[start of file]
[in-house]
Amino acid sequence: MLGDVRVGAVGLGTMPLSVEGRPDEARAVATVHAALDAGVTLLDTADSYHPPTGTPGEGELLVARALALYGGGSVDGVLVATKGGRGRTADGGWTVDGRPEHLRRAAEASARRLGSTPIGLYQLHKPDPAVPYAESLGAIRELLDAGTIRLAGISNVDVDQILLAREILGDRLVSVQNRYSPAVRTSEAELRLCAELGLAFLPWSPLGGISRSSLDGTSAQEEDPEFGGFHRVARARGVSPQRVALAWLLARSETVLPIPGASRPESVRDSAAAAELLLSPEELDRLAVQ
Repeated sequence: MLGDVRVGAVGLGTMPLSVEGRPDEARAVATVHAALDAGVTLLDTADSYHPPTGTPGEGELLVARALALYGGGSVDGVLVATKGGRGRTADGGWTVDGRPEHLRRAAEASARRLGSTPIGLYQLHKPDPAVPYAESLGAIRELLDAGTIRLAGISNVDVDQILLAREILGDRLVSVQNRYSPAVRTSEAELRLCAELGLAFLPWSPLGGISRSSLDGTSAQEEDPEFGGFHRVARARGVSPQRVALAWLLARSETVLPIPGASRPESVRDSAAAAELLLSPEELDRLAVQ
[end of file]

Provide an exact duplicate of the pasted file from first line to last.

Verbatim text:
[in-house]
Amino acid sequence: MLGDVRVGAVGLGTMPLSVEGRPDEARAVATVHAALDAGVTLLDTADSYHPPTGTPGEGELLVARALALYGGGSVDGVLVATKGGRGRTADGGWTVDGRPEHLRRAAEASARRLGSTPIGLYQLHKPDPAVPYAESLGAIRELLDAGTIRLAGISNVDVDQILLAREILGDRLVSVQNRYSPAVRTSEAELRLCAELGLAFLPWSPLGGISRSSLDGTSAQEEDPEFGGFHRVARARGVSPQRVALAWLLARSETVLPIPGASRPESVRDSAAAAELLLSPEELDRLAVQ
Repeated sequence: MLGDVRVGAVGLGTMPLSVEGRPDEARAVATVHAALDAGVTLLDTADSYHPPTGTPGEGELLVARALALYGGGSVDGVLVATKGGRGRTADGGWTVDGRPEHLRRAAEASARRLGSTPIGLYQLHKPDPAVPYAESLGAIRELLDAGTIRLAGISNVDVDQILLAREILGDRLVSVQNRYSPAVRTSEAELRLCAELGLAFLPWSPLGGISRSSLDGTSAQEEDPEFGGFHRVARARGVSPQRVALAWLLARSETVLPIPGASRPESVRDSAAAAELLLSPEELDRLAVQ